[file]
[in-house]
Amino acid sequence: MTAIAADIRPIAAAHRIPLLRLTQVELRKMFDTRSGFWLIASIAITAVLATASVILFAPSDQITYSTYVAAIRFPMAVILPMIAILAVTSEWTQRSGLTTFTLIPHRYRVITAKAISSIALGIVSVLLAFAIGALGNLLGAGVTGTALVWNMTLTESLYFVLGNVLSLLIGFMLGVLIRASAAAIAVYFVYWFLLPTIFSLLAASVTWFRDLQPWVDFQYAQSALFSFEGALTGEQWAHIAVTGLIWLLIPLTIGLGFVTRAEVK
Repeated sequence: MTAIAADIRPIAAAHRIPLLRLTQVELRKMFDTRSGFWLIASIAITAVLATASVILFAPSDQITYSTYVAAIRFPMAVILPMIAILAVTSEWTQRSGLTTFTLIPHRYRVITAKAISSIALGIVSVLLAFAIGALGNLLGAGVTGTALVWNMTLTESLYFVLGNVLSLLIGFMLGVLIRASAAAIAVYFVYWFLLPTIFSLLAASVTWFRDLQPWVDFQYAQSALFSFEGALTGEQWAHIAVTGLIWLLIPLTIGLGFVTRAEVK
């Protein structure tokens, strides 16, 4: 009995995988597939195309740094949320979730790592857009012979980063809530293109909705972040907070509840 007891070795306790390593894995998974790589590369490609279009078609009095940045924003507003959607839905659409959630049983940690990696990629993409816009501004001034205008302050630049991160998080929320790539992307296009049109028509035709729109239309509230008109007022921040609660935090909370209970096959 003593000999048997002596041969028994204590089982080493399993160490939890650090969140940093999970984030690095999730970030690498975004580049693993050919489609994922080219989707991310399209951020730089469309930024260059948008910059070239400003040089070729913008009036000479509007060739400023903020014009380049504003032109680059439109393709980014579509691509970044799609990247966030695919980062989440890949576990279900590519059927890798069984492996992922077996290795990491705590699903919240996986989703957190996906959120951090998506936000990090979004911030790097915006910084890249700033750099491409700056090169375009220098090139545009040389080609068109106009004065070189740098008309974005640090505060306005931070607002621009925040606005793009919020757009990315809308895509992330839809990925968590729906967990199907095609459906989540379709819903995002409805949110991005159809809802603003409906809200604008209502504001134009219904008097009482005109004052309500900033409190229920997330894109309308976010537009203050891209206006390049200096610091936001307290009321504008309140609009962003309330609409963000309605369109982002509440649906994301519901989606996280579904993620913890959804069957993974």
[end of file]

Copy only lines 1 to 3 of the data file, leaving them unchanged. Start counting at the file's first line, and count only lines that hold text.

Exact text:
[in-house]
Amino acid sequence: MTAIAADIRPIAAAHRIPLLRLTQVELRKMFDTRSGFWLIASIAITAVLATASVILFAPSDQITYSTYVAAIRFPMAVILPMIAILAVTSEWTQRSGLTTFTLIPHRYRVITAKAISSIALGIVSVLLAFAIGALGNLLGAGVTGTALVWNMTLTESLYFVLGNVLSLLIGFMLGVLIRASAAAIAVYFVYWFLLPTIFSLLAASVTWFRDLQPWVDFQYAQSALFSFEGALTGEQWAHIAVTGLIWLLIPLTIGLGFVTRAEVK
Repeated sequence: MTAIAADIRPIAAAHRIPLLRLTQVELRKMFDTRSGFWLIASIAITAVLATASVILFAPSDQITYSTYVAAIRFPMAVILPMIAILAVTSEWTQRSGLTTFTLIPHRYRVITAKAISSIALGIVSVLLAFAIGALGNLLGAGVTGTALVWNMTLTESLYFVLGNVLSLLIGFMLGVLIRASAAAIAVYFVYWFLLPTIFSLLAASVTWFRDLQPWVDFQYAQSALFSFEGALTGEQWAHIAVTGLIWLLIPLTIGLGFVTRAEVK